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aowwt

MagLev Train for the City

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Okay I know this could go under some other topics but I just got done watching a Pirated show on Youtube about Locomotives. Needless to say the final part talked about a Maglev system being developed and initial costs are running 20 to 40 million per mile.

So Given that here is some ideas.

Line 1: Monroe Ave from Leonard St to Wealthy St at Market Ave. 2.1 miles, around 42 to 84 million.

Line 2: Michigan St from Monroe Ave to East Beltline then to 44th St to outside the Airport. 12.5 Miles, around 250 to 500 million.

Line 3: Extension of Route 1, Monroe Ave to Ann St, to Turner Ave, to Hillsdale Dr, to Alpine Ave to 6 Mile Rd. 6.1 Miles around 122 to 144 million.

Line 4: 28th St from Cascade Rd to Wilson Ave, then to 56th St ending at Byron Center Rd. 18.8 Miles around 376 to 752 million.

Line 5: Division Ave from 68th St to Michigan Ave then to Monroe Ave. 9.2 miles, around 184 to 368 million.

Line 5 could extend all the way to East Beltline using Plainfeild. Also a line from Michigan and East Beltline could extend up to Plainfeild and East Beltline. I would suggest an extension from that across the river into the northeast station. The Northwest station would be at Alpine and 6 mile. The southeast station besides the airport one could be made with a short extesion to just south of M6 and East Beltline. The southwest Station could be made at several locations but I think either one located at Chicago Dr and 28th provided line 1 gets extended to that point using Chicago Dr via Grandville Ave.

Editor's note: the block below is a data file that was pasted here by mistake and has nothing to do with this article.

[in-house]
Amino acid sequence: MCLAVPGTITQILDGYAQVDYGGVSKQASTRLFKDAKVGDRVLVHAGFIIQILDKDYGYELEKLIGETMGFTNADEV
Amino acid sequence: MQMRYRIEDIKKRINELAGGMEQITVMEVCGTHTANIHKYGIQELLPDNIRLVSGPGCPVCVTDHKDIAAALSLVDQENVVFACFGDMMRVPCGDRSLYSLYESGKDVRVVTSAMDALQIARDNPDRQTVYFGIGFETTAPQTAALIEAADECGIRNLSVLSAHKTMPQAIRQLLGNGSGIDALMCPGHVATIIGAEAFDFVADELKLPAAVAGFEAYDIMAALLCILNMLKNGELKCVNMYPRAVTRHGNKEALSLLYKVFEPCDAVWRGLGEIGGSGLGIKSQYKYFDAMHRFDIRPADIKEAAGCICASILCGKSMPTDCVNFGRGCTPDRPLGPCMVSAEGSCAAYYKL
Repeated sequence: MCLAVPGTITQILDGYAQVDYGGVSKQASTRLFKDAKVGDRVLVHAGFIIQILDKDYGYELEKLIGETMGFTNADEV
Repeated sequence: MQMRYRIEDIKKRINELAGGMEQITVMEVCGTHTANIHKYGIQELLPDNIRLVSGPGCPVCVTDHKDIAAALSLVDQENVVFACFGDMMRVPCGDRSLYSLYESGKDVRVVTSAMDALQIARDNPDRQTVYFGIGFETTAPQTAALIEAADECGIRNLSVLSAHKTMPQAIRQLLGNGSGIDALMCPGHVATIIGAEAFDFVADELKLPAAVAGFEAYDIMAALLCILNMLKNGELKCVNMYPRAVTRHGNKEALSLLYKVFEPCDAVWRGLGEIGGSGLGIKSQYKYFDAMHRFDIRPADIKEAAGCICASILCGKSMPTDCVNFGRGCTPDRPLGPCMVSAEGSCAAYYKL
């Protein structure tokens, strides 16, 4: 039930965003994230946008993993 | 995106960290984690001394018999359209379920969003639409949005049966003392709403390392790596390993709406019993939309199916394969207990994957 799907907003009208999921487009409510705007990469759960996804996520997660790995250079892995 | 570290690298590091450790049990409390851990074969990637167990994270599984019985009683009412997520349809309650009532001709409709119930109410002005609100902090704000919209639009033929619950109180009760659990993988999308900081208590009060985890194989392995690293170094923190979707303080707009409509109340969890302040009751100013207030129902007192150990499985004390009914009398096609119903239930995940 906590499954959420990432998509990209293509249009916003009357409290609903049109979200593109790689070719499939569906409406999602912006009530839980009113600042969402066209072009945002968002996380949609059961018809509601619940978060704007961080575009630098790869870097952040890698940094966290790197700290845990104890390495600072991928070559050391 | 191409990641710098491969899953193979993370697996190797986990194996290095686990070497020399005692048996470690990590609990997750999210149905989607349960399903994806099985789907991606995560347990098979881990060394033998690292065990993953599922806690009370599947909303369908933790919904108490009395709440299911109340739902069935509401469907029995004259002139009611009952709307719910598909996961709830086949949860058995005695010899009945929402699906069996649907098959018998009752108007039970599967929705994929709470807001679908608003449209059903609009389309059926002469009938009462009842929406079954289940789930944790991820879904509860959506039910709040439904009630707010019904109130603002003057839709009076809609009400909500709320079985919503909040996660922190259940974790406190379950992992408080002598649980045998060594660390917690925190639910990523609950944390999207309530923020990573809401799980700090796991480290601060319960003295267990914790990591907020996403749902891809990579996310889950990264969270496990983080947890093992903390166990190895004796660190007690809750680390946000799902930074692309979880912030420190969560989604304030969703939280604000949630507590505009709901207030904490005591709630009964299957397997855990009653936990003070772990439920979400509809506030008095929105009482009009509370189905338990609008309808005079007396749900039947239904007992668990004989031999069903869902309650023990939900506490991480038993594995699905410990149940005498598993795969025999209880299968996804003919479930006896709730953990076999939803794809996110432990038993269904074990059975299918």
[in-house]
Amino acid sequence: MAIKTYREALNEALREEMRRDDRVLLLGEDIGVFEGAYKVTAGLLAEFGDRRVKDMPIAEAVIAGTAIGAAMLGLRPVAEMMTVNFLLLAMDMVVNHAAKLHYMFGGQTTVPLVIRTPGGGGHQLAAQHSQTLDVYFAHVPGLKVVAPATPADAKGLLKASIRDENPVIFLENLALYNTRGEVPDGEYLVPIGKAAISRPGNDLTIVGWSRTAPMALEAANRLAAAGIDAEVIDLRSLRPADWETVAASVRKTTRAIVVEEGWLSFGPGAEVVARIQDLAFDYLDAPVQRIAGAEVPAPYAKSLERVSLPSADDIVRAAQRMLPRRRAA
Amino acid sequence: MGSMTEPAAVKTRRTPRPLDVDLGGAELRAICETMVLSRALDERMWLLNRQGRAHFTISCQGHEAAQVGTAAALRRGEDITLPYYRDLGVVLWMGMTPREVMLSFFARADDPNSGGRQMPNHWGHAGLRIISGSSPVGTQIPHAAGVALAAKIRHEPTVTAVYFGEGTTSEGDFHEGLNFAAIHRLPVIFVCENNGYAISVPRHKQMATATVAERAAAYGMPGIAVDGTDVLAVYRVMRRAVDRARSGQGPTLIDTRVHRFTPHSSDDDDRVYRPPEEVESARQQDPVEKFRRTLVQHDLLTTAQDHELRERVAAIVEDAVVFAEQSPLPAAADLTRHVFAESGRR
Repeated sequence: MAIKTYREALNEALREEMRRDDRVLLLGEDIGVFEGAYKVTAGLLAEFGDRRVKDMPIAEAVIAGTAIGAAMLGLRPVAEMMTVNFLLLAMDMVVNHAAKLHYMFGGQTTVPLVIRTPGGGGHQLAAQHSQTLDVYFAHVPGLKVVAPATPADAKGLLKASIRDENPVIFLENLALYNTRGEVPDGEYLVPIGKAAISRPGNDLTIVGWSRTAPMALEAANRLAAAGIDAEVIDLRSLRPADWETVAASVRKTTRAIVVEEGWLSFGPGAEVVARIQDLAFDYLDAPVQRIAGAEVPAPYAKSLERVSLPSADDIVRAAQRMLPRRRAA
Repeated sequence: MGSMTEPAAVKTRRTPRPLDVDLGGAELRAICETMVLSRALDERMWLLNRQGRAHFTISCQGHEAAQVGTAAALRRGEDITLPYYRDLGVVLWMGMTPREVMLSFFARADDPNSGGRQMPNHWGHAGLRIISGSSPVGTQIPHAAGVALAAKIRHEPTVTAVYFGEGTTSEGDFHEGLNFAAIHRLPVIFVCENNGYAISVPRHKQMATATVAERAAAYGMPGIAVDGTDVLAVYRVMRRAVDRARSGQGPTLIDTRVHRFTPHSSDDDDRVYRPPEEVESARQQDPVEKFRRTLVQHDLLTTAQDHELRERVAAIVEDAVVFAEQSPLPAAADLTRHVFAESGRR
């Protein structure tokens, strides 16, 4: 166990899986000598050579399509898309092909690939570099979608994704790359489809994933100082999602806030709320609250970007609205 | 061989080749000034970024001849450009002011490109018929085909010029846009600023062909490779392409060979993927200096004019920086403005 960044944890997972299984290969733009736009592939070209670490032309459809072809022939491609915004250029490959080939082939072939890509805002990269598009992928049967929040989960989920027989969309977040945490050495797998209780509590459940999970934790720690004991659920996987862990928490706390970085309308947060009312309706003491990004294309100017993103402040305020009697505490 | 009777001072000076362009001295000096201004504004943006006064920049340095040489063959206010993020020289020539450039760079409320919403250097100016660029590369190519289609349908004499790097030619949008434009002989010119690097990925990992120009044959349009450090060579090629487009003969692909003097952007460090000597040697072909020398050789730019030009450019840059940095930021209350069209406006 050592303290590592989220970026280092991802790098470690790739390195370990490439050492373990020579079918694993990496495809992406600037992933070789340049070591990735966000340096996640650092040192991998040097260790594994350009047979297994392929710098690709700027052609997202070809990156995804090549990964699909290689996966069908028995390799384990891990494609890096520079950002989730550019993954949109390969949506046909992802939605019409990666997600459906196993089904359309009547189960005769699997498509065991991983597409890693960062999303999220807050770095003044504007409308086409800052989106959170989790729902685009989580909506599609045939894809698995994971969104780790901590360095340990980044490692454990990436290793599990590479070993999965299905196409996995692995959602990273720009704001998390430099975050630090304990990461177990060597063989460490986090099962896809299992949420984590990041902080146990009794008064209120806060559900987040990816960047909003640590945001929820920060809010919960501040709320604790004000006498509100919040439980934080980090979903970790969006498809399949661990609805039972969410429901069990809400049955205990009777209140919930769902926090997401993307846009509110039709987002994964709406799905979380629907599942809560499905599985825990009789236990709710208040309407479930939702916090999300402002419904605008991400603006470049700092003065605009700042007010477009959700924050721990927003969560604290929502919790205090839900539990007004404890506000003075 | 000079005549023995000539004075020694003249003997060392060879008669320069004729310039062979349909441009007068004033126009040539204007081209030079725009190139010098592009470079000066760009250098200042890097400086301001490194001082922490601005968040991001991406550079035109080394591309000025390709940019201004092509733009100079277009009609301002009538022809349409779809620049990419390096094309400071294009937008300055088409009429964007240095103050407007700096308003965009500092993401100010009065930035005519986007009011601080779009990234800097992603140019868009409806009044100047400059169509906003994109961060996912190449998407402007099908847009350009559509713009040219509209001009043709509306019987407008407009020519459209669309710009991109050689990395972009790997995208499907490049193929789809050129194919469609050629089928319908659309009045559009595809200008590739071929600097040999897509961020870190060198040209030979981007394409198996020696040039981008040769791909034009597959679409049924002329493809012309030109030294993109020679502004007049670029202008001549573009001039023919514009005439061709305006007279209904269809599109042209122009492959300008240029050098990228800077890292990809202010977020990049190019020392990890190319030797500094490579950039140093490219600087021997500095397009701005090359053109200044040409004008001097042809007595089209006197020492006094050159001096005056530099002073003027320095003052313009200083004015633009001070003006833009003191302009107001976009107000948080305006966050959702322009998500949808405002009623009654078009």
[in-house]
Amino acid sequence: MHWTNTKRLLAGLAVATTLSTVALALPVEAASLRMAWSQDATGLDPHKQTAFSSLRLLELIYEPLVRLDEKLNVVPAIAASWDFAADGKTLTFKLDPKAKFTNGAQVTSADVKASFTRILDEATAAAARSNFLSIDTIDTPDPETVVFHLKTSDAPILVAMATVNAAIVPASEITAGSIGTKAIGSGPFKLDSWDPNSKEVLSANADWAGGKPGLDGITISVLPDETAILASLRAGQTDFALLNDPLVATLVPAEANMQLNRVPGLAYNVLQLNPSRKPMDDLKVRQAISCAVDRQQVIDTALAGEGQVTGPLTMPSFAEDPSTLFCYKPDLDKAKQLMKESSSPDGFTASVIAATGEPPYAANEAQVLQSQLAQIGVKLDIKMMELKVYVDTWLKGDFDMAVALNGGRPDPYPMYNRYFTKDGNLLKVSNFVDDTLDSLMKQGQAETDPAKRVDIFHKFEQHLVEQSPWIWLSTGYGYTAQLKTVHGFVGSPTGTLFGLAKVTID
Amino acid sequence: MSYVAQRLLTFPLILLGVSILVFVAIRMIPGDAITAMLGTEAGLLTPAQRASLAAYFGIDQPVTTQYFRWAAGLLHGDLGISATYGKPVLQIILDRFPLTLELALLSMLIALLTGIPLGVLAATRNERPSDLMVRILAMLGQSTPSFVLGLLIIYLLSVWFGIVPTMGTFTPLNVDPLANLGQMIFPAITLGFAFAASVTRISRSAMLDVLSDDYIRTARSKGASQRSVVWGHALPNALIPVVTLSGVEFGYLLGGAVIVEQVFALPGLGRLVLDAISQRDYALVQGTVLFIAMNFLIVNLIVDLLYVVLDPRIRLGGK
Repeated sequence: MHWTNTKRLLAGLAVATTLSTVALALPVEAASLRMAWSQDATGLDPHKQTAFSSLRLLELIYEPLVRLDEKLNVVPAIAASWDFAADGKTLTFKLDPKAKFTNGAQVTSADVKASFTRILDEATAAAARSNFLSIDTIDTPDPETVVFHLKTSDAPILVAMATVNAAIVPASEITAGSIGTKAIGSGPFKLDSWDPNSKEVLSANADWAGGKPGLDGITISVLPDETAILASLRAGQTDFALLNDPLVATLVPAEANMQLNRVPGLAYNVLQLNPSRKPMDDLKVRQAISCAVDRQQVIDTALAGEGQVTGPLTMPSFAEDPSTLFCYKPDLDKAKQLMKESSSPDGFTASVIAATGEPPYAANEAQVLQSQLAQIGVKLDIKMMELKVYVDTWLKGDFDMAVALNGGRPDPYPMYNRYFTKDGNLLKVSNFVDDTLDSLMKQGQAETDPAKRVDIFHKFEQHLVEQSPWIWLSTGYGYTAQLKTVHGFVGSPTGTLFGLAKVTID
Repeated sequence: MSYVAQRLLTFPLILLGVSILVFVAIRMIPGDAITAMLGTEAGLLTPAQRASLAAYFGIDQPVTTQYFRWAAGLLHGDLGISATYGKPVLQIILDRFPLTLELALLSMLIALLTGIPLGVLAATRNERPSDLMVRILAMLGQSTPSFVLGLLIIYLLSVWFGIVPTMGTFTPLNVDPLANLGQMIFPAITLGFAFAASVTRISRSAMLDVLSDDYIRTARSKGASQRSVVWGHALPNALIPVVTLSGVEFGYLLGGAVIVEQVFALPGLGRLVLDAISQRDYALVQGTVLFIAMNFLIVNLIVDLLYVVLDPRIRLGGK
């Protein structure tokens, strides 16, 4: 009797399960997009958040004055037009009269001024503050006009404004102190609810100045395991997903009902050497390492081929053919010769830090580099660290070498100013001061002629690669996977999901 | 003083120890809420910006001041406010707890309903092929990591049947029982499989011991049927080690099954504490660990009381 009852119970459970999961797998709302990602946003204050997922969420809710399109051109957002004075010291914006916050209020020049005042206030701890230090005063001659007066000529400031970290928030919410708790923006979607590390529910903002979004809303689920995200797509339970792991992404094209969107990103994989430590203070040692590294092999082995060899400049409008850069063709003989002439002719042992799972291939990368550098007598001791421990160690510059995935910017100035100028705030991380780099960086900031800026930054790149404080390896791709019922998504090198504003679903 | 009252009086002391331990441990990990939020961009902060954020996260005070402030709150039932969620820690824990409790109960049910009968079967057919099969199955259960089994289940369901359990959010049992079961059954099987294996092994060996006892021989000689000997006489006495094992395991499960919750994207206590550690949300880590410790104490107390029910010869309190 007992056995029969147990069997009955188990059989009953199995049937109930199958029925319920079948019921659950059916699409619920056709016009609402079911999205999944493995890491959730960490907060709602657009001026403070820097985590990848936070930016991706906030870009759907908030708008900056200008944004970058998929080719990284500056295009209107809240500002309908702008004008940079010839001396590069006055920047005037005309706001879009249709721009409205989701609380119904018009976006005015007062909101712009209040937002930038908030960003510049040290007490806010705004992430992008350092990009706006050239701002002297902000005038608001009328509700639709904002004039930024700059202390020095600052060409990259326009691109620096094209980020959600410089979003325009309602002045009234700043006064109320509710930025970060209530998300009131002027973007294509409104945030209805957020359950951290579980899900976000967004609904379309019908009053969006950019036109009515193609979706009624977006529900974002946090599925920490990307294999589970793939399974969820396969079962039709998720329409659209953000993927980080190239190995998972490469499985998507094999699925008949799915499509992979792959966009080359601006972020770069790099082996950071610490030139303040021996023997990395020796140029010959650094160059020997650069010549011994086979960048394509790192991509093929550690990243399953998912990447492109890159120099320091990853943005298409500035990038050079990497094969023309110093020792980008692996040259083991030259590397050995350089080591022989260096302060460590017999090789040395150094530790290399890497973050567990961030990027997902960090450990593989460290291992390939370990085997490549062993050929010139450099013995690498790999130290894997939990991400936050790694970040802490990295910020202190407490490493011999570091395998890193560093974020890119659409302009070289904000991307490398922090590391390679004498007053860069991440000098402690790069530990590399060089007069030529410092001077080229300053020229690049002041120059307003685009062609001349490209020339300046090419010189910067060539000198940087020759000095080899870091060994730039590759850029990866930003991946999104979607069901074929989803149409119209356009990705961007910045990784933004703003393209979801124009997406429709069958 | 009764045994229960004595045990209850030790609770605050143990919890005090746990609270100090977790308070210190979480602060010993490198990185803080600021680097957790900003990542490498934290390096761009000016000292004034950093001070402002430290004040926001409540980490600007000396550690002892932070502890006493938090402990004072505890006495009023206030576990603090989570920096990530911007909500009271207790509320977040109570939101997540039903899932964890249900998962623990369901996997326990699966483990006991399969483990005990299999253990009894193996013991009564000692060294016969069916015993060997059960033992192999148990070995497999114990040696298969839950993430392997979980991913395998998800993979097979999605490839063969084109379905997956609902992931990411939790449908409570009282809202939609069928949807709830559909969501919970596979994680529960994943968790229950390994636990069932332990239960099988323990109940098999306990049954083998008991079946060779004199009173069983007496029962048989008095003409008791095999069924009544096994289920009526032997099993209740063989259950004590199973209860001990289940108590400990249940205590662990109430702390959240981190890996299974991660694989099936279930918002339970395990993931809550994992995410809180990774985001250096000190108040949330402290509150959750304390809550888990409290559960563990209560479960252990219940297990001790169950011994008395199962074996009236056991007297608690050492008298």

Outside of these I think another line could be made to handle ball park access. Another line for much later on would extend the Line 1 extension from 28th and Chicago Dr all the way to Holland. With another line serving Muskegon using the I 96 corridor linking up with the Alpine Ave line.

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The routes are a great idea. However maglevs are enormously expensive and conservative minded city leaders would balk at it. I think the routes could be achieved at much lower costs via light rail, street car lines, or BRT's. However I could see meglev being used as a high speed commuter rail line from the Ford airport to DT sometime in the future depending on if the economic state of the airline industry improves and if the cost of maglev comes down.

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If you know the cost per mile for Street Cars feel free to post it. BTW my idea of the Holland Connection it would be around 18.9 miles when it hits US 31 and Bus 196. It would also ride straight down Main St in Zeeland as an additional plus. Not sure where the Downtown of Holland is but I dont think it would be neccessary since Holland does have a local bus operation.